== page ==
What Brings True & Lasting Pleasure?
Hebrews, Day 43
By faith Moses, when he was born, was hidden for three months by his parents, because they saw that the child was beautiful, and they were not afraid of the king's edict. By faith Moses, when he was grown up, refused to be called the son of Pharaoh's daughter, choosing rather to be mistreated with the people of God than to enjoy the fleeting pleasures of sin. He considered the reproach of Christ greater wealth than the treasures of Egypt, for he was looking to the reward. By faith he left Egypt, not being afraid of the anger of the king, for he endured as seeing him who is invisible. By faith he kept the Passover and sprinkled the blood, so that the Destroyer of the firstborn might not touch them.
- Hebrews 11:23-28, ESV
What would be a better life, living in a royal palace as a member of the royal family or suffering persecution at the hands of a harsh dictator? Honestly, if someone set that choice before you, which option would you choose?
Moses could easily have ignored his Hebrew relatives and remained in Pharaoh's palace as a prince. It would have been easier, more comfortable, and more in keeping with everyone's expectations. Sure, it would not have been as impacting or meaningful, but here's the surprising truth of what it also would not have been: It would not have been more pleasurable or more advantageous for Moses.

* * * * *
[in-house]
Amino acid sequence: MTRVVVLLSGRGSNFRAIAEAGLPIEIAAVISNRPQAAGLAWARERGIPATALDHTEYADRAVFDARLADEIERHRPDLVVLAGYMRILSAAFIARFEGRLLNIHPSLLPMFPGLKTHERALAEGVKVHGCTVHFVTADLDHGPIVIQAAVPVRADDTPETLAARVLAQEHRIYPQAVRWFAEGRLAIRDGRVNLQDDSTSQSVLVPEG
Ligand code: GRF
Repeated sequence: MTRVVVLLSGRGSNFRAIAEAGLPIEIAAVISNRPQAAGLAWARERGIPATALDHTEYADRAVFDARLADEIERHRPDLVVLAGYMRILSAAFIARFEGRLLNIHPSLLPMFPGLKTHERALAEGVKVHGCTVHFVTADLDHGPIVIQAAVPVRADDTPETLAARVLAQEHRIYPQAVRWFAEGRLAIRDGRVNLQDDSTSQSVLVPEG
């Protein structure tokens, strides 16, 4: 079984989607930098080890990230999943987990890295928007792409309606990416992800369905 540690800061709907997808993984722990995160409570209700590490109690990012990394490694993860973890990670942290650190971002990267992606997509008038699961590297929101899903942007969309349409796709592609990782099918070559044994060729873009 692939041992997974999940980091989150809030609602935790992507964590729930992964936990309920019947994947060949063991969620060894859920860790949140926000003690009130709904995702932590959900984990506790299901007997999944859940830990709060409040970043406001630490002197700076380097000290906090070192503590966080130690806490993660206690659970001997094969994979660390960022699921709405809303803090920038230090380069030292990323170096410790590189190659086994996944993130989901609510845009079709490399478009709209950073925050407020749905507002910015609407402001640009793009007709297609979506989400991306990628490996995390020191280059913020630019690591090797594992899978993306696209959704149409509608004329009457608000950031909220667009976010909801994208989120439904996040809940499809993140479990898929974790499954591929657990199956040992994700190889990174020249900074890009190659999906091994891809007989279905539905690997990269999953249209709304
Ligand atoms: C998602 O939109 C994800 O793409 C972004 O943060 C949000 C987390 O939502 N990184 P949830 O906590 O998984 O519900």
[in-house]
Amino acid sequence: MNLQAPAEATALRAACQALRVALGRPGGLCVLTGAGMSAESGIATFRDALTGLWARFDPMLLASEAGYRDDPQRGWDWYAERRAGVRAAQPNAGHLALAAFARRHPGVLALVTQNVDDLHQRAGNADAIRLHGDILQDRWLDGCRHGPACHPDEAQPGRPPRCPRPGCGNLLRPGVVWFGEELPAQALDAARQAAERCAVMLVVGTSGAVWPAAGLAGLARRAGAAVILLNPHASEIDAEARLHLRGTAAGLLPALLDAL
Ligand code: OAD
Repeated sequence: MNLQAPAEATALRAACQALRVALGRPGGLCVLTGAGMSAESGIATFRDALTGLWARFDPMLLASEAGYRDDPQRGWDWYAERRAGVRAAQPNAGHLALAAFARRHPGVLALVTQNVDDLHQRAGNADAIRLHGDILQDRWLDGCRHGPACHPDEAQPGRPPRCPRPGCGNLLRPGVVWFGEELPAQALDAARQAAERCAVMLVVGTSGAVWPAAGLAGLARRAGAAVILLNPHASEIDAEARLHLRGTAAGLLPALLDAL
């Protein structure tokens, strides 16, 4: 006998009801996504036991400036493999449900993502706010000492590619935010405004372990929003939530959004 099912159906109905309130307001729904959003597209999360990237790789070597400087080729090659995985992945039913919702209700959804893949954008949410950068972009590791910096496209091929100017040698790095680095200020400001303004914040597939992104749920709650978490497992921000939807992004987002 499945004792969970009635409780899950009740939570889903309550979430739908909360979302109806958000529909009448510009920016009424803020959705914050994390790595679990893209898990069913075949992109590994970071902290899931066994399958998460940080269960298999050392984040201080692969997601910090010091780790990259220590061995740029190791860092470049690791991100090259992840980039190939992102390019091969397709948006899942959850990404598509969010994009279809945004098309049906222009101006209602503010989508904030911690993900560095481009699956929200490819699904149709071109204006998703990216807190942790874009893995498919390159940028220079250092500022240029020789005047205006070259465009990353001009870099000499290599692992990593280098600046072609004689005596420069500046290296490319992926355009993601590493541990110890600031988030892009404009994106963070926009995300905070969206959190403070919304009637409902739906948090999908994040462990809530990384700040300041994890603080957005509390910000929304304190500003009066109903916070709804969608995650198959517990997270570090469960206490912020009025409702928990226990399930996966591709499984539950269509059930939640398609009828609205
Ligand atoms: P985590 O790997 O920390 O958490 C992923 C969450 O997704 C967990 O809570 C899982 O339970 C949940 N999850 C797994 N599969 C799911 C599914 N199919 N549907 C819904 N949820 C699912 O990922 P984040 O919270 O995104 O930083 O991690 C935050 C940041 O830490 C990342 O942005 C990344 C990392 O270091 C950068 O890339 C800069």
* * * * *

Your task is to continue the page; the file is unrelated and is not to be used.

Does that sound impossible? How could a life of persecution and wilderness wandering be more pleasurable and more advantageous than a life in a royal palace? Because by faith Moses learned to see the unseen, to live for the reality of God's promise rather than the deceitful seeming reality of sin.
Hebrews 11 first commends Moses' parents for their faith. Moses' parents had faith that empowered them to not be afraid of the edict of Pharaoh. They took the risk of hiding their beautiful son, because they trusted God and, by faith, chose what was better over what was easier.
Moses followed in his parents' footsteps of faith. He chose what was better over what was easier, too. But we need to make sure we don't miss an important point Hebrews 11 is making: Moses didn't only choose what was better, he also chose what was better for him. So often, we hear people reason morally by saying things like, "You need to choose to do the right thing, even if it's not what would be best for you." or "You need to do what it right, even if it costs you more."
That line of moral reasoning misses an essential aspect of faith: that God rewards those who seek Him (v. 6). Sin makes promises it never keeps, because Satan does not love us and does not want to see us happy. God makes promises He always keeps. In fact, He "is able to do far more abundantly than all that we ask or think, according to the power at work within us." (Ephesians 3:20, ESV)
The pleasures of sin are fleeting indeed, and so Moses chose to turn his back on them. Instead, he looked ahead to the reward, knowing by faith that God alone is able to give eternal and unfailing pleasure. When we are facing temptation, we would do well to remember this truth and to echo Psalm 16:11 -
in your presence there is fullness of joy;
at your right hand are pleasures forevermore. (ESV)